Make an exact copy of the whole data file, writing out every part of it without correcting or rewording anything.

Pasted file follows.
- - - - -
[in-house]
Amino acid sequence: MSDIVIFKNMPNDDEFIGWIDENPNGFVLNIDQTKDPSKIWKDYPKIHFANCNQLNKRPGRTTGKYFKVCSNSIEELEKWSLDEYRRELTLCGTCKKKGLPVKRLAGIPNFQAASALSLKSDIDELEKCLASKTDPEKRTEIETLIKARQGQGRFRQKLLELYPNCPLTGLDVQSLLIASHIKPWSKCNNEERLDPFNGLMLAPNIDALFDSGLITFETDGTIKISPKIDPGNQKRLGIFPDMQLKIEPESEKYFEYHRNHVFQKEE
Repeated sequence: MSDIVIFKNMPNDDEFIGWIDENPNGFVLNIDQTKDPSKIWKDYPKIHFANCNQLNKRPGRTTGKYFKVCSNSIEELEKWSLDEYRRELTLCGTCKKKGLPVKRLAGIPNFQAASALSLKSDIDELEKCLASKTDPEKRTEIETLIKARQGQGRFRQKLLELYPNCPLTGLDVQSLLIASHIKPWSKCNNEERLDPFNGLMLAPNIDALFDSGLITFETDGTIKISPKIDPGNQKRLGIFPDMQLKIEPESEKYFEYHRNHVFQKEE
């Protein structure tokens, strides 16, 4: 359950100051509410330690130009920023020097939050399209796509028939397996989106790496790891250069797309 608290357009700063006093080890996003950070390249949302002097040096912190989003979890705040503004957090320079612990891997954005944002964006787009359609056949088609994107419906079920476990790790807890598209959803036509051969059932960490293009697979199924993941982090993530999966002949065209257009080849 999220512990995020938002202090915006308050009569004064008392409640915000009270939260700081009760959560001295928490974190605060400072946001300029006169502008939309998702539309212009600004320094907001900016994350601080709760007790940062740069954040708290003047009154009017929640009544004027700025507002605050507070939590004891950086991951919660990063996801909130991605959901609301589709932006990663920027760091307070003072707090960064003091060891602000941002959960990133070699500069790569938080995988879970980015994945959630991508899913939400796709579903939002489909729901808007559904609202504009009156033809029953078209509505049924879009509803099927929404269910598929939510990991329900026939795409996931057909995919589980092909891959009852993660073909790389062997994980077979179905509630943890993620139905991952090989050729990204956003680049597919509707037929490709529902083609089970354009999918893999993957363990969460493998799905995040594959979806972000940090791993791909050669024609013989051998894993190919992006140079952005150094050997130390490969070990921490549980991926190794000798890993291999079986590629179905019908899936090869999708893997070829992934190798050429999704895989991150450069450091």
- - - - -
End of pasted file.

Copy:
[in-house]
Amino acid sequence: MSDIVIFKNMPNDDEFIGWIDENPNGFVLNIDQTKDPSKIWKDYPKIHFANCNQLNKRPGRTTGKYFKVCSNSIEELEKWSLDEYRRELTLCGTCKKKGLPVKRLAGIPNFQAASALSLKSDIDELEKCLASKTDPEKRTEIETLIKARQGQGRFRQKLLELYPNCPLTGLDVQSLLIASHIKPWSKCNNEERLDPFNGLMLAPNIDALFDSGLITFETDGTIKISPKIDPGNQKRLGIFPDMQLKIEPESEKYFEYHRNHVFQKEE
Repeated sequence: MSDIVIFKNMPNDDEFIGWIDENPNGFVLNIDQTKDPSKIWKDYPKIHFANCNQLNKRPGRTTGKYFKVCSNSIEELEKWSLDEYRRELTLCGTCKKKGLPVKRLAGIPNFQAASALSLKSDIDELEKCLASKTDPEKRTEIETLIKARQGQGRFRQKLLELYPNCPLTGLDVQSLLIASHIKPWSKCNNEERLDPFNGLMLAPNIDALFDSGLITFETDGTIKISPKIDPGNQKRLGIFPDMQLKIEPESEKYFEYHRNHVFQKEE
């Protein structure tokens, strides 16, 4: 359950100051509410330690130009920023020097939050399209796509028939397996989106790496790891250069797309 608290357009700063006093080890996003950070390249949302002097040096912190989003979890705040503004957090320079612990891997954005944002964006787009359609056949088609994107419906079920476990790790807890598209959803036509051969059932960490293009697979199924993941982090993530999966002949065209257009080849 999220512990995020938002202090915006308050009569004064008392409640915000009270939260700081009760959560001295928490974190605060400072946001300029006169502008939309998702539309212009600004320094907001900016994350601080709760007790940062740069954040708290003047009154009017929640009544004027700025507002605050507070939590004891950086991951919660990063996801909130991605959901609301589709932006990663920027760091307070003072707090960064003091060891602000941002959960990133070699500069790569938080995988879970980015994945959630991508899913939400796709579903939002489909729901808007559904609202504009009156033809029953078209509505049924879009509803099927929404269910598929939510990991329900026939795409996931057909995919589980092909891959009852993660073909790389062997994980077979179905509630943890993620139905991952090989050729990204956003680049597919509707037929490709529902083609089970354009999918893999993957363990969460493998799905995040594959979806972000940090791993791909050669024609013989051998894993190919992006140079952005150094050997130390490969070990921490549980991926190794000798890993291999079986590629179905019908899936090869999708893997070829992934190798050429999704895989991150450069450091």